One thing that always bothered me about objectivism:
A foundational premise of its ethics and politics is that thought is private, ie thinking is solely an individual process. I could never quite explain how language figured into the picture, since pretty much anything one can think can be communicated; thus thought can be shared.
Hoffstaeder (the author) took that tought to a new level the other day. I havn't yet read the book where he goes into detail about it ("I am a Strange Loop,") but the snippet from Wikipedia was shocking enough to rock my mind:
<<<...Hofstadter claims that our sense of having (or being) an "I" comes from the abstract pattern he terms a "strange loop", which is an abstract cousin of such concrete phenomena as audio and video feedback, and which Hofstadter has defined as "a level-crossing feedback loop". The prototypical example of this abstract notion is the self-referential structure at the core of Gödel's incompleteness theorems. Hofstadter's 2007 book I Am a Strange Loop carries his vision of consciousness considerably further, including the idea that each human "I" is distributed over numerous brains, rather than being limited to precisely one brain.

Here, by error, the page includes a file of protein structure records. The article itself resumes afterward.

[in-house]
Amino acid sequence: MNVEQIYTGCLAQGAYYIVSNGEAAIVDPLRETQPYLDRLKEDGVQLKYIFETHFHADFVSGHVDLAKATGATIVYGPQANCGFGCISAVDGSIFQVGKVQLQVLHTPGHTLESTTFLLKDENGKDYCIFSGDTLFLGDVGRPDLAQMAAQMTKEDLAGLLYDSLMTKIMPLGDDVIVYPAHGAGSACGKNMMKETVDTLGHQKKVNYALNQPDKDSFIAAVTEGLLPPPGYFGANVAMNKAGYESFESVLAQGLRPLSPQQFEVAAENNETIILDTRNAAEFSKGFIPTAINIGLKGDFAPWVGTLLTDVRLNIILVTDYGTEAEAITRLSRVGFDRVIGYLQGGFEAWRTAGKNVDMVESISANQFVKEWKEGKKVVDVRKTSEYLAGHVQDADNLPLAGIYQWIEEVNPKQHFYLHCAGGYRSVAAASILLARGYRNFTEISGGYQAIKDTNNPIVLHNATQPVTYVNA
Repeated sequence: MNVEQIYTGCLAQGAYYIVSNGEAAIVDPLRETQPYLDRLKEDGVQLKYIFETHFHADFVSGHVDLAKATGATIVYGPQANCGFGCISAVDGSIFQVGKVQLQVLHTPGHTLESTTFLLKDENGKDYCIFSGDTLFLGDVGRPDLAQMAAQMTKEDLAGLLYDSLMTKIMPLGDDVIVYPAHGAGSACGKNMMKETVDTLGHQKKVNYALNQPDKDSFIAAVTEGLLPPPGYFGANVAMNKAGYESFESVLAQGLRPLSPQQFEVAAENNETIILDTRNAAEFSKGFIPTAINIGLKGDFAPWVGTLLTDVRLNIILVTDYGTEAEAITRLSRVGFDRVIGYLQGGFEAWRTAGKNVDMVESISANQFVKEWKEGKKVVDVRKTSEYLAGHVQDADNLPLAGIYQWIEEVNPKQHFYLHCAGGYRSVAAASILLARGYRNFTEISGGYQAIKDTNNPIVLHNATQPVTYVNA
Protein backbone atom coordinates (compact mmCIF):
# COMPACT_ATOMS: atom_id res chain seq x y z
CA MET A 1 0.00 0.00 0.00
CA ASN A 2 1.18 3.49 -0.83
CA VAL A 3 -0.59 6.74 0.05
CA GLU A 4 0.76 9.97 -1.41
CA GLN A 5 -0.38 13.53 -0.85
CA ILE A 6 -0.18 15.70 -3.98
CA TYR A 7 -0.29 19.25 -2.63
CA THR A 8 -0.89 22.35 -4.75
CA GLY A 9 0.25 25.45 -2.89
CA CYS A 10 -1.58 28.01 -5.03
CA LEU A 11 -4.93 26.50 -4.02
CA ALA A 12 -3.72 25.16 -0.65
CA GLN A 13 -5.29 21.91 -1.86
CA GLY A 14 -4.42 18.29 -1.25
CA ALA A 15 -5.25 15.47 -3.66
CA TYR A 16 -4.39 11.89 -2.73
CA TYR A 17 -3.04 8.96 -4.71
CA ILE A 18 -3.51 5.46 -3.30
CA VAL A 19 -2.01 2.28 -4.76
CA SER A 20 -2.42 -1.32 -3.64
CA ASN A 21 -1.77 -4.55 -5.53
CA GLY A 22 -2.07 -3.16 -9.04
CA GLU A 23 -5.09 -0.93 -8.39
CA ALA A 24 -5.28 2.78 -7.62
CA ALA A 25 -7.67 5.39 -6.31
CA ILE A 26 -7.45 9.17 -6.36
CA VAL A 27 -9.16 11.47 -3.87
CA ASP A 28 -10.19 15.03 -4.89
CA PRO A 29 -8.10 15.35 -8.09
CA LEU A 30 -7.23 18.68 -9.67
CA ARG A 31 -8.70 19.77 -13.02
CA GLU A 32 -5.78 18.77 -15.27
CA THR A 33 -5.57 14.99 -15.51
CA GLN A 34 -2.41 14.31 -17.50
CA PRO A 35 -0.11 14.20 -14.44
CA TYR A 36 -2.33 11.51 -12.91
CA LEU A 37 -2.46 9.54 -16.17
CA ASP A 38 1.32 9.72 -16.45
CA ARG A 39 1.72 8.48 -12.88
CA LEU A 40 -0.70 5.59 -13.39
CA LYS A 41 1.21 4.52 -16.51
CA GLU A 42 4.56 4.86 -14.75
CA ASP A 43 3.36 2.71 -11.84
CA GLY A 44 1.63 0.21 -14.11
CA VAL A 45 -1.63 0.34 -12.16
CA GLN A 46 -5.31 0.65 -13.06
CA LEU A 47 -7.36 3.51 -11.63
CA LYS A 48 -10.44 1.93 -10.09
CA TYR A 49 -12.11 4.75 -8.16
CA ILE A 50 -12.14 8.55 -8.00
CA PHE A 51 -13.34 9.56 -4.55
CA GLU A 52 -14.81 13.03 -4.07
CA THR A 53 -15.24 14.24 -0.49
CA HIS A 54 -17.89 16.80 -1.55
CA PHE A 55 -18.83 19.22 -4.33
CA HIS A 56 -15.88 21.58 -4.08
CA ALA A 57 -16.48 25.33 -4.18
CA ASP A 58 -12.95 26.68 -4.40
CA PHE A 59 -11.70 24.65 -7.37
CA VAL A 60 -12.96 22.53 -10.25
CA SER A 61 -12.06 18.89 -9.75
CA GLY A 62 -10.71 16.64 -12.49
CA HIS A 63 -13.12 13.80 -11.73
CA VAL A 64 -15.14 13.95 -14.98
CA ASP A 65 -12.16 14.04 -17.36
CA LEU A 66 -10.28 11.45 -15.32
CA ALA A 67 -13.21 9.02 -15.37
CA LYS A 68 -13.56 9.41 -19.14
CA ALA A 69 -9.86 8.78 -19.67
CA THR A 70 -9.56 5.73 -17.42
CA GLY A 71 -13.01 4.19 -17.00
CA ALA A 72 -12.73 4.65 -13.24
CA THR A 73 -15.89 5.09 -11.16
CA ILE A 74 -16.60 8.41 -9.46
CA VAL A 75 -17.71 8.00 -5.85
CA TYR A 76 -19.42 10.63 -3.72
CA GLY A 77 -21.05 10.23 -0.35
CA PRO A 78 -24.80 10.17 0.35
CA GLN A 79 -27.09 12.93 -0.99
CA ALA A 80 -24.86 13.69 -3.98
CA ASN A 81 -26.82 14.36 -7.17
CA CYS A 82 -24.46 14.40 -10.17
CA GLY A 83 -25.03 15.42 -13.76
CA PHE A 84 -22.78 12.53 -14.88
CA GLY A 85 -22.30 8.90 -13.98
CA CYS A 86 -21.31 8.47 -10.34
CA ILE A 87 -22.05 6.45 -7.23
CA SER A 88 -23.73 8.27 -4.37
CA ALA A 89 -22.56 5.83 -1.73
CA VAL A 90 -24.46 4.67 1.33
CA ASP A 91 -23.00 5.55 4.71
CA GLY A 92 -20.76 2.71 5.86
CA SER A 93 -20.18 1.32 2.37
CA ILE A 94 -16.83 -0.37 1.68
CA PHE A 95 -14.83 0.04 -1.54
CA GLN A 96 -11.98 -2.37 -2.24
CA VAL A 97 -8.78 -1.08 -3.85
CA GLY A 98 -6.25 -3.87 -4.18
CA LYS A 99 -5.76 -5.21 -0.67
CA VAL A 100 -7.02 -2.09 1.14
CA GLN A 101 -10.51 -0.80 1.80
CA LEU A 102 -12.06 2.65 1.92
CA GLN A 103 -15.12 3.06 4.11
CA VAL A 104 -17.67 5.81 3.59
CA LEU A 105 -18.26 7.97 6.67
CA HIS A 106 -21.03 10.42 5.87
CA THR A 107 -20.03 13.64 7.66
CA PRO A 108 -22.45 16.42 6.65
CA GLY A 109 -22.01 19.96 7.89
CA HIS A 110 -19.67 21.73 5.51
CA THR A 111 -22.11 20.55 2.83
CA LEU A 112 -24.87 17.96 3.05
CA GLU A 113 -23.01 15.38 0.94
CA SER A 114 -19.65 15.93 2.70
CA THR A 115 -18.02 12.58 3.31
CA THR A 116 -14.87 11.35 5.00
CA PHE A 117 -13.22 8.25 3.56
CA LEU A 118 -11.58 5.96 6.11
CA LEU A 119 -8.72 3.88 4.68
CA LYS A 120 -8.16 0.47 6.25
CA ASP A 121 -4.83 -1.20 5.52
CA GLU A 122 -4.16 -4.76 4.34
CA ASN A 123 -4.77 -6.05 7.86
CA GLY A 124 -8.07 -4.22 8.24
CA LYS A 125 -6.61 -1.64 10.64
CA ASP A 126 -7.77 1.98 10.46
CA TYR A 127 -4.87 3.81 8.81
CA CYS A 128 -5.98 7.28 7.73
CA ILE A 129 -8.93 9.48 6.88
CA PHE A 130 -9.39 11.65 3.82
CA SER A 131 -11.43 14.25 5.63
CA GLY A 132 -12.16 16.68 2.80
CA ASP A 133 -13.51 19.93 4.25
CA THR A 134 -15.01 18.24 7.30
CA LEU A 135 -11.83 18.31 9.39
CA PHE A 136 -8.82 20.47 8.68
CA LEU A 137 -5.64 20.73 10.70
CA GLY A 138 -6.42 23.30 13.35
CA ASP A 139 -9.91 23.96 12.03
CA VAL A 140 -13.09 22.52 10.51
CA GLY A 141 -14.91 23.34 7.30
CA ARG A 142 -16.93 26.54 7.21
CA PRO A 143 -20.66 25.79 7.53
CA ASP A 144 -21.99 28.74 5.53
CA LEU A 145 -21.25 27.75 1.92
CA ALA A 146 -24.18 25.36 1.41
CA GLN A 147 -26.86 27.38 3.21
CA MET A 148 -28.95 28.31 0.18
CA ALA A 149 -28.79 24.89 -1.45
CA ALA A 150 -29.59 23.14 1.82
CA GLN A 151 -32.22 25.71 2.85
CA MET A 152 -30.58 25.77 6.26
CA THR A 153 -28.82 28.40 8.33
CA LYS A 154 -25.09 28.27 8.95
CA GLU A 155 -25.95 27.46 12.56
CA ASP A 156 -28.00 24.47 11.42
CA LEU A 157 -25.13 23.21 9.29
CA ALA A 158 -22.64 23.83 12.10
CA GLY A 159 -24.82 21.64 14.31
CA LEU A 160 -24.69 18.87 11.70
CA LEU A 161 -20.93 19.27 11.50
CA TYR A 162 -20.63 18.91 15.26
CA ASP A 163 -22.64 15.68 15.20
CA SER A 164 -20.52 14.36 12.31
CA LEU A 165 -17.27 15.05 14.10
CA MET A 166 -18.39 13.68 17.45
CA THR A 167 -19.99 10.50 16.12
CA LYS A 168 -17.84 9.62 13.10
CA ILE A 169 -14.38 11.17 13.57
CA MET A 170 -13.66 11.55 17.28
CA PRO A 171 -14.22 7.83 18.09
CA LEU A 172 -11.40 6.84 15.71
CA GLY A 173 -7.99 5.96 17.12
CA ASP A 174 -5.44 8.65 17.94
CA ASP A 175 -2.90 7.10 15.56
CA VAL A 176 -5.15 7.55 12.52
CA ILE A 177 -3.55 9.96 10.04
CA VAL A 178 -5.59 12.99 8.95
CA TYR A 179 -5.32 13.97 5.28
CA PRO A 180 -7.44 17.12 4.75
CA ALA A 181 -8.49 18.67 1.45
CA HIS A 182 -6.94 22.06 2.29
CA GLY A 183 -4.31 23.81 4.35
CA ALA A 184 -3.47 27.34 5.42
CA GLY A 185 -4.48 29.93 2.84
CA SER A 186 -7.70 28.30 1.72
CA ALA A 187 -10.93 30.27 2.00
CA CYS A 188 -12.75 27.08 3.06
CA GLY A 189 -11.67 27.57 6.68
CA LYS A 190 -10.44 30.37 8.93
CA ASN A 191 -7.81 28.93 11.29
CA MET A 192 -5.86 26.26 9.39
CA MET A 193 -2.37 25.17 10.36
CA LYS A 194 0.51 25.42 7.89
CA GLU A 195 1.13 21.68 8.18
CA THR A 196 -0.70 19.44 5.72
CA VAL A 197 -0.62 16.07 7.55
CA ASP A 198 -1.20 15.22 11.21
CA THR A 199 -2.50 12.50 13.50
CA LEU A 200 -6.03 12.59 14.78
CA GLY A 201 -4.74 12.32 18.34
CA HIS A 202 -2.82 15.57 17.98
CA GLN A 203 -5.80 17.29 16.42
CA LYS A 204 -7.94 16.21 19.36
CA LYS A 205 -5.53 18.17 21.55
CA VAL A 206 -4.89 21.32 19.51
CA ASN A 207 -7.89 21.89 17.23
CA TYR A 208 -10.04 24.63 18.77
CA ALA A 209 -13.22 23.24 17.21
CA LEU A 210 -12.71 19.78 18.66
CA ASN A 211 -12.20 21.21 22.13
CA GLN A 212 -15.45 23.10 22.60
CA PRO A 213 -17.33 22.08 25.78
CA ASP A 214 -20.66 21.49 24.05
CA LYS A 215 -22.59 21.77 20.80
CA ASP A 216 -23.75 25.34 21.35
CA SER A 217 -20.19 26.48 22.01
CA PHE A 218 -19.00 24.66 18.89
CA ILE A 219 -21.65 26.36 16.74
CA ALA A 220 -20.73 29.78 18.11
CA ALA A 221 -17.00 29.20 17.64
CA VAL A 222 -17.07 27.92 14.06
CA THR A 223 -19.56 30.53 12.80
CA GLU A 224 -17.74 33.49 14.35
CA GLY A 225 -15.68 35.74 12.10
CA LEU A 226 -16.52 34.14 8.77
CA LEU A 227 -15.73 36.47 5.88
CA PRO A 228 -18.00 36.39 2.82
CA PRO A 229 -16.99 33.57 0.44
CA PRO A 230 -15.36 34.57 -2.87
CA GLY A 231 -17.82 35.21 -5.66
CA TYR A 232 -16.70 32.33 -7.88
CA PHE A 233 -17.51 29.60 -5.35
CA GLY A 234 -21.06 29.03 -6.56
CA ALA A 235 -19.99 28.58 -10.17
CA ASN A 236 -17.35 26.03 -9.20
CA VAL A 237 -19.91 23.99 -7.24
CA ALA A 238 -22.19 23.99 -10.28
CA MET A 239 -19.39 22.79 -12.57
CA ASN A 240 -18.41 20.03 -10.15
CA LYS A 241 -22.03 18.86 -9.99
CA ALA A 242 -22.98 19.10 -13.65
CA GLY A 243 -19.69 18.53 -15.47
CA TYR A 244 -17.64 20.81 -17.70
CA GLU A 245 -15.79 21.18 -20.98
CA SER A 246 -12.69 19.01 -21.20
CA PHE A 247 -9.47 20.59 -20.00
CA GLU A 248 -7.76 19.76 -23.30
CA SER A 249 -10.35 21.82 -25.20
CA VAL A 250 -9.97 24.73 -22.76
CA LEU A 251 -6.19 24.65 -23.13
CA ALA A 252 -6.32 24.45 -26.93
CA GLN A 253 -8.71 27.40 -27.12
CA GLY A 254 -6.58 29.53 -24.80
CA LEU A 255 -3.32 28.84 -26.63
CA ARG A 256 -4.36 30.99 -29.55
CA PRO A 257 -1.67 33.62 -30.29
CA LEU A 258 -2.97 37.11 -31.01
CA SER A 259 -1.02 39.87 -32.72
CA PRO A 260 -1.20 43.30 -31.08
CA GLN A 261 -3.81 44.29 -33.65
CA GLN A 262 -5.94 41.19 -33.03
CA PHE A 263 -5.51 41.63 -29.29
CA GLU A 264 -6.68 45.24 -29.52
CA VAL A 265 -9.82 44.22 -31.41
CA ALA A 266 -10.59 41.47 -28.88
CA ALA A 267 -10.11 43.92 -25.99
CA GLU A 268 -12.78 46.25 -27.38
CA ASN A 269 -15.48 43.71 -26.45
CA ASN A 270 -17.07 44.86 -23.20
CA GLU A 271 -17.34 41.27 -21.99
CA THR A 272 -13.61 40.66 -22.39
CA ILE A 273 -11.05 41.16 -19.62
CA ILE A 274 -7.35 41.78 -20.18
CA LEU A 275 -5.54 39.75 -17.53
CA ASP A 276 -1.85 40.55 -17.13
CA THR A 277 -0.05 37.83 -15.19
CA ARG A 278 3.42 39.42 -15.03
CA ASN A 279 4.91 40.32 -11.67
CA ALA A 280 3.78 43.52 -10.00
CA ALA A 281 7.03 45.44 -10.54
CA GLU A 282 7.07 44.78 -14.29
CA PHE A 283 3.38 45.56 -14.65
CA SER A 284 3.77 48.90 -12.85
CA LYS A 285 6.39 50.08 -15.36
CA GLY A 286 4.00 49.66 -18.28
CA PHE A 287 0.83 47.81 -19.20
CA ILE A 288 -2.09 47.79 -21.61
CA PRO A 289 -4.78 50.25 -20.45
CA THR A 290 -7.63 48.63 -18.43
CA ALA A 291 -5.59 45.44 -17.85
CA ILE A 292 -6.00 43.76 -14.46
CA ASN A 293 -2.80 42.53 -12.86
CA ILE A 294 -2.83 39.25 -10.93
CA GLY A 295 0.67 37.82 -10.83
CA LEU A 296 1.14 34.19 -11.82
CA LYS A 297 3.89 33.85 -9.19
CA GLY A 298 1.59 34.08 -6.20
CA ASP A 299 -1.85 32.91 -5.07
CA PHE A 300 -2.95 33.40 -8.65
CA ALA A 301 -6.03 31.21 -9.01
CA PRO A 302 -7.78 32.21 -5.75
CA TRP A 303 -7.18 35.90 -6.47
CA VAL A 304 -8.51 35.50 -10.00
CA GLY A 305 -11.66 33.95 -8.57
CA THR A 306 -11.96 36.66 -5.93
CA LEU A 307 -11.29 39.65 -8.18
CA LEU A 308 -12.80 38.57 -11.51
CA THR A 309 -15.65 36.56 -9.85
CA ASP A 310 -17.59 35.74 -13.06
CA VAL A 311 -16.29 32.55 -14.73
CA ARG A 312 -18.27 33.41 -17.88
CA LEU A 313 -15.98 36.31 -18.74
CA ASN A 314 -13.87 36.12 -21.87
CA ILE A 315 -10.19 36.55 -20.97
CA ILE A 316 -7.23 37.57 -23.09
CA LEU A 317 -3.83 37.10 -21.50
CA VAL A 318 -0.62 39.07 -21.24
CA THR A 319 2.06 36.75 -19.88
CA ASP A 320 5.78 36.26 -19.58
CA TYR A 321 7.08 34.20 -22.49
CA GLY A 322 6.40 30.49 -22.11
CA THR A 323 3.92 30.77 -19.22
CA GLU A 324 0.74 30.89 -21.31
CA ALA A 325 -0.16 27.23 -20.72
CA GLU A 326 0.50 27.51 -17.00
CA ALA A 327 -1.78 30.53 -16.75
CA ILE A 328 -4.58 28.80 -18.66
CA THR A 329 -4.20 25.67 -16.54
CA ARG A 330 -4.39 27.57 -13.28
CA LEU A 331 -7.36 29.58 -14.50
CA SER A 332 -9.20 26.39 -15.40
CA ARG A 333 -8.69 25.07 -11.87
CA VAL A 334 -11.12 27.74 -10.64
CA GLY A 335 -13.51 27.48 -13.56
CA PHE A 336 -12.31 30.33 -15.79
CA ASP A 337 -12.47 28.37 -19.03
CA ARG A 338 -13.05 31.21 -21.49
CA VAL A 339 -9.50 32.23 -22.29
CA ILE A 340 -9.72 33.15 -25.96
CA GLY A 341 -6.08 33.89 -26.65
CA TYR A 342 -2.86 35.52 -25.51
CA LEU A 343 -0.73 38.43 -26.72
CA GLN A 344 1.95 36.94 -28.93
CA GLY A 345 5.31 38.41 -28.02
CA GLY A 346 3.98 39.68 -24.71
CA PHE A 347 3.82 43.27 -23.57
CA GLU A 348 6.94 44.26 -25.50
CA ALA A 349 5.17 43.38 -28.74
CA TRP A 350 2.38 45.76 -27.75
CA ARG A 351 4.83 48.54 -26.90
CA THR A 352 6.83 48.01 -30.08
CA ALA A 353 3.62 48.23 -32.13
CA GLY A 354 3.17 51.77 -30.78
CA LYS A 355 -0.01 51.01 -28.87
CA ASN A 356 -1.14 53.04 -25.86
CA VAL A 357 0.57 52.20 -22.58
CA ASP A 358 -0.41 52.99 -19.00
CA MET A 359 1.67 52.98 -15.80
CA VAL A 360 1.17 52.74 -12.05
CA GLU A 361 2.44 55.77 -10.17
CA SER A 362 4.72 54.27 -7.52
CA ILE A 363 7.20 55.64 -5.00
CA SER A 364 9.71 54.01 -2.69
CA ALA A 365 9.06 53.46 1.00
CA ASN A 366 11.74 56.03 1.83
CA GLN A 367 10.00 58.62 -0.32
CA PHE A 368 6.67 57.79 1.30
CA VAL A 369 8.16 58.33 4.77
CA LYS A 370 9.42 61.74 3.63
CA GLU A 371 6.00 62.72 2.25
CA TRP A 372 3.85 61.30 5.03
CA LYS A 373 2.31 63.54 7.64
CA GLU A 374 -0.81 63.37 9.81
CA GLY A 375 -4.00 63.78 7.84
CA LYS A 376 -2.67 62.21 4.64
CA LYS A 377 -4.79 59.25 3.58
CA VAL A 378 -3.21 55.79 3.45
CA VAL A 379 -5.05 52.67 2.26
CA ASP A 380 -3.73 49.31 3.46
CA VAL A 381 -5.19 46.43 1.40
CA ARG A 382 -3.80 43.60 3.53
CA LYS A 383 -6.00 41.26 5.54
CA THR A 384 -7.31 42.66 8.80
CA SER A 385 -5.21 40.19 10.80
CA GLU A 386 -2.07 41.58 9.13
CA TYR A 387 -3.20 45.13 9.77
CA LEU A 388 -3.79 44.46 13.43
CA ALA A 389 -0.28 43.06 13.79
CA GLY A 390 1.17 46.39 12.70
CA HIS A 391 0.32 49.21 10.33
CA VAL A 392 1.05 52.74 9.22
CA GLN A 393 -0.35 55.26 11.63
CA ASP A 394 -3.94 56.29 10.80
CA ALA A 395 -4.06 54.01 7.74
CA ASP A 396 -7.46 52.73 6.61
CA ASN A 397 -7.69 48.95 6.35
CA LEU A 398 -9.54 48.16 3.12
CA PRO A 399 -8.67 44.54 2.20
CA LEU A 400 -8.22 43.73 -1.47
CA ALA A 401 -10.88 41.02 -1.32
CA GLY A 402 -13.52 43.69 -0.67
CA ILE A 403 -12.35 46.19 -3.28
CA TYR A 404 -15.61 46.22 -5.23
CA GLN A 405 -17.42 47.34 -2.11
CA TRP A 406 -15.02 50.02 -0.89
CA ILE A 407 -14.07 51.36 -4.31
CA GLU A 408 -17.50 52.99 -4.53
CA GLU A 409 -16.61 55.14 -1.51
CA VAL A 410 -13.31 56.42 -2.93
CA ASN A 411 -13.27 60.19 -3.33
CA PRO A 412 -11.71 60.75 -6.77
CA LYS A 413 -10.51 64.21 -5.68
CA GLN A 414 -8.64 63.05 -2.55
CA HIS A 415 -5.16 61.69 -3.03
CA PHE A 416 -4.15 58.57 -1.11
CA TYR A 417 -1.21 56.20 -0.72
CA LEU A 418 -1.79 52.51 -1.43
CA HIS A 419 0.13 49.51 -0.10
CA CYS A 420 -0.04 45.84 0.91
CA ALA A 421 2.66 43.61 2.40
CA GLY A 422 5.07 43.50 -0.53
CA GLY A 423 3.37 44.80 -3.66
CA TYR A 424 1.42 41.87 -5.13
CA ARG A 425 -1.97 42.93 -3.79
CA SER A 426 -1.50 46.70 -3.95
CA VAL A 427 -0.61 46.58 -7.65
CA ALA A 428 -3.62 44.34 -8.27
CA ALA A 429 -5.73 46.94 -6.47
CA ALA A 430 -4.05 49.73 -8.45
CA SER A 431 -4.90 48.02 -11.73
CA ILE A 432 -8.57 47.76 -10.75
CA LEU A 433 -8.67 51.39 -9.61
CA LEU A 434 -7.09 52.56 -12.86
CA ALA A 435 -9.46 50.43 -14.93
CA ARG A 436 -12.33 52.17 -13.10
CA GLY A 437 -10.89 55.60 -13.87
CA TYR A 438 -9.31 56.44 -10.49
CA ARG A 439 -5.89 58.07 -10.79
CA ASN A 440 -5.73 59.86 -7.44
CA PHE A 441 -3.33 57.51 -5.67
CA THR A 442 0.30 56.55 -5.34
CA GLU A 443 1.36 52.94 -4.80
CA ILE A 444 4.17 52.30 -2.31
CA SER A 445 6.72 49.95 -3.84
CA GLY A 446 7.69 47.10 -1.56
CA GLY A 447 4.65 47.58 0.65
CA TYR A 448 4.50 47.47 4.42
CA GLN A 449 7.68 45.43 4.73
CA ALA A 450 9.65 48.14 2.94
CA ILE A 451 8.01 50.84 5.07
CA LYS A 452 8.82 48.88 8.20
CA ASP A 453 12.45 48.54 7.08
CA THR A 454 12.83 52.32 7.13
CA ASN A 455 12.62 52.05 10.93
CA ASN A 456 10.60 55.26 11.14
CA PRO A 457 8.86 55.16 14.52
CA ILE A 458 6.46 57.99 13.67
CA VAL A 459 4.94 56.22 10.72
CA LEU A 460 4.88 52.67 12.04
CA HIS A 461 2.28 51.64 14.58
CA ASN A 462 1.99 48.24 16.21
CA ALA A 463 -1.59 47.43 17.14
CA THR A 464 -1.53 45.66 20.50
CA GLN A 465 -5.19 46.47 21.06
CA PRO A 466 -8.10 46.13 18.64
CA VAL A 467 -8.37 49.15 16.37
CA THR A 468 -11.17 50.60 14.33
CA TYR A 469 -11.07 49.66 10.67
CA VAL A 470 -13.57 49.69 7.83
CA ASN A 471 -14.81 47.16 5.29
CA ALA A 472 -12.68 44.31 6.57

Note the last line. Compelling?
Pre-language, thought must have been necessarily private. Though one must take into account more primitive forms of communication like gestures; but the point is that the communication of thought must have been so low-bandwidth as to render thought effectively private. The advent of language, especially flexible language that can accommodate new ideas, must have dramatically increased the ability/bandwidth of thought sharing; thus culture is born and a with it a sustained sense of "self." Recorded culture (in the form of art and records) gives a permenance and lastingness to the sense.
So what is the societal role of the rouge individual who's sense of self lays outside outside the common? Perhaps the same role that random mutation plays in genetics: to test the fitness of the organism(s) in the current environment.
So then what is the role of social censure of these rouge mutations? The analogy seems to lend itself to an immune response, an evolved characteristic of lasting cultures must be self-sustenance, and the purging of contradictory ideas would lend support and stability.
The organism/evolution analogy seems useful, but its a bit awkward in dealing with the individual/group dynamic. Does the Meme theory suggest that culture is a single, lasting organism? The analogy would be more direct if cultures had a lifecyle, and it seems that the hypothesis could be adapted to fit that assumption to the observations of history. How do physical individuals (the substrates of these "cultural organism") related to the indivality of the cultural organisms? Perhaps a physical individual could be host to various cultural inviduals over the course of their life, or several simultaneously?